• As a manager it is your job to understand food safety practices, train your employees in following these practices and most importantly monitoring your employees to make sure they are following those practices.
  • All of the information provided can be found in The National Restaurant Association’s, ServSafe Essentials, 5th Edition with 2009 FDA Food Code Updates.For more information check them out online at www.servsafe.com.
  • Please take this opportunity to complete the review questions for this section before continuing on to section Two of the course.For AtTheInstitute.com, this is [your name]. You can leave us feedback by email at feedback@AtTheInstitute.com.
  • 01 chapter one

    1. 1. ServSafe™ Exam Prep & Study Guide AtTheInstitute.com
    2. 2. ServSafe™ Exam Prep & Study Guide 14 Sections Covering key principles & knowledge of Food Safety
    3. 3. 1. Providing Safe Food AtTheInstitute.com
    4. 4. Section Goals• Recognize the • Understand and list the importance of food important foodborne safety. illness prevention• Be able to describe measures. high-risk populations. • Define the term• Understand and be able “foodborne illness to enumerate how food outbreak”. becomes unsafe.
    5. 5. Definitions• Foodborne illness – an illness carried by or transmitted through foods.• Foodborne illness outbreak – two or more people getting the same illness after eating the same food.• CDC –The Center for Disease Control & Prevention: an U.S. governmental agency charged with protecting health and promoting quality of life through the prevention and control of disease.
    6. 6. Definitions (continued)• Contamination – The presence of a harmful substance in food.• Micro-organism – A living organism too small to be seen without a microscope.• Pathogen – A disease-causing micro-organism.• Ready-to-eat food – Food that can/will be eaten without further prep, washing, or cooking.
    7. 7. High-Risk PopulationsCertain groups of people are at increased risk ofcontracting foodborne illness. We call these “high-risk populations”. High-risk populations do not haveimmune systems capable of adequately defendingagainst foodborne illness; resulting in more seriouscomplications.
    8. 8. High-Risk Populations• Elderly People – • Pregnant Women – People’s immune Women’s immune systems weaken with systems are age. compromised during• Infants & Preschool-age pregnancy. children – Very young • Other Populations – children have not yet People with cancer or developed strong undergoing immune systems. chemotherapy, people with HIV/AIDS, transplant recipients.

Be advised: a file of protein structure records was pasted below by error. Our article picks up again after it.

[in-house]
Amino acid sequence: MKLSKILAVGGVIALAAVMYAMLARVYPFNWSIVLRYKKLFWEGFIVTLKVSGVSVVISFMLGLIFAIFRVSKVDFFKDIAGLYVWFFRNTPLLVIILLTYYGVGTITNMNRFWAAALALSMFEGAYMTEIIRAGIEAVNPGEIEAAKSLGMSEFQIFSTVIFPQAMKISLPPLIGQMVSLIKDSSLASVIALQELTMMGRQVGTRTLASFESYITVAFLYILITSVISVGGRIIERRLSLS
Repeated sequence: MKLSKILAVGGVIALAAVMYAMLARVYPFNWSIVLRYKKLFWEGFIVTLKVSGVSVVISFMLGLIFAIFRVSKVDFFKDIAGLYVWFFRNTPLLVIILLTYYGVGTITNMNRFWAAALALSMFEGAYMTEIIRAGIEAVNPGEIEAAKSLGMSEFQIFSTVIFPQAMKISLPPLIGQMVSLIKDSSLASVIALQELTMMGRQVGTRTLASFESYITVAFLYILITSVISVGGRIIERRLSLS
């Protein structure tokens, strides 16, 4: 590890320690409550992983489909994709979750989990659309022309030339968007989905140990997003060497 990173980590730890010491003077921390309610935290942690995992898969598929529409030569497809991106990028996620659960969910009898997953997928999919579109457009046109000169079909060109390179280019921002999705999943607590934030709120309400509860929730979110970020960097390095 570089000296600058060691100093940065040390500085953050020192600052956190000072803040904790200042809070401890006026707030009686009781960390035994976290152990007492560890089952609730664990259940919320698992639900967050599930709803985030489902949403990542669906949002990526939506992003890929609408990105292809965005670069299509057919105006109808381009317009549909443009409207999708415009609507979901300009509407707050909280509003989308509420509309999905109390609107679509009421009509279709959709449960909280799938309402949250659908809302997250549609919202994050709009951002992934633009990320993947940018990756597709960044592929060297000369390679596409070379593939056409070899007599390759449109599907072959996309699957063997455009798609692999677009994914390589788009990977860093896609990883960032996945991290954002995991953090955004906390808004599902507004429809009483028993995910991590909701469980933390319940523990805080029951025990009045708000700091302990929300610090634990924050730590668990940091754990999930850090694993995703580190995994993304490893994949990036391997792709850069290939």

9. 9. Hazards to Food SafetyTo prevent foodborne illness, you must recognize the hazards that make food unsafe. Unsafe food is usually the result of contamination (the presence of harmful substances in food). These hazards are divided into three categories.• 1. Biological Hazards – Pathogens are the greatest threat to food safety. They include: viruses, bacteria, parasites, and fungi.• 2. Chemical Hazards – Foodservice chemicals and toxic metals can contaminate food.• 3. Physical Hazards – Foreign objects like dirt, hair, bandages, metal shavings (from can-openers) and broken glass. Also, naturally occurring objects like fruit pits and bones in fish filets are considered physical hazards.
    10. 10. How Food Becomes Unsafe• The CDC (Centers For Disease Control & Prevention) has identified the five most common risk factors that cause foodborne illness: – Purchasing food from unsafe sources. – Failing to cook food adequately. – Holding food at incorrect temperatures. – Using contaminated equipment. – Practicing poor personal hygiene.
    11. 11. How Food Becomes Unsafe (continued) Except for “purchasing food from unsafe sources”, each cause listed is related to three main factors. They are:• Time & Temperature Abuse• Cross-Contamination• Poor Personal Hygiene
    12. 12. Time & Temperature Abuse• Food has been time & temperature abused when it has stayed too long at temperatures that promote the growth of pathogens. This can happen in several ways: – Food is held or stored at incorrect temperatures. – Food is not cooked or reheated enough to kill pathogens. – Food is not cooled the right way.
    13. 13. Cross-contamination• Pathogens can be easily transferred from one surface to another. – Contaminated ingredients touch, drip into, or are added to food that receives no further cooking. – Ready-to-eat food touches contaminated surfaces, equipment, or kitchen towels. – A foodhandler touches contaminated food and then touches ready-to-eat food
    14. 14. Poor Personal Hygiene• Foodhandlers can contaminate food through their actions. – Failure to wash hands correctly (especially after using the restroom). – Coming to work sick. – Coughing or sneezing on food. – Touching or scratching a wound and then touching food.
    15. 15. Important Prevention Measures• Controlling time & temperature.• Preventing cross-contamination.• Practicing good personal hygiene.• Purchasing food from approved, reputable suppliers.
    16. 16. Foodservice Managers Must:• Understand food safety practices.• Train employees to follow these practices.• Monitor employees to ensure compliance.
    17. 17. ServSafe Essentials ISBN: 0135026520 http://nraef.orghttp://www.servsafe.com
    18. 18. AtTheInstitute.comfeedback@AtTheInstitute.com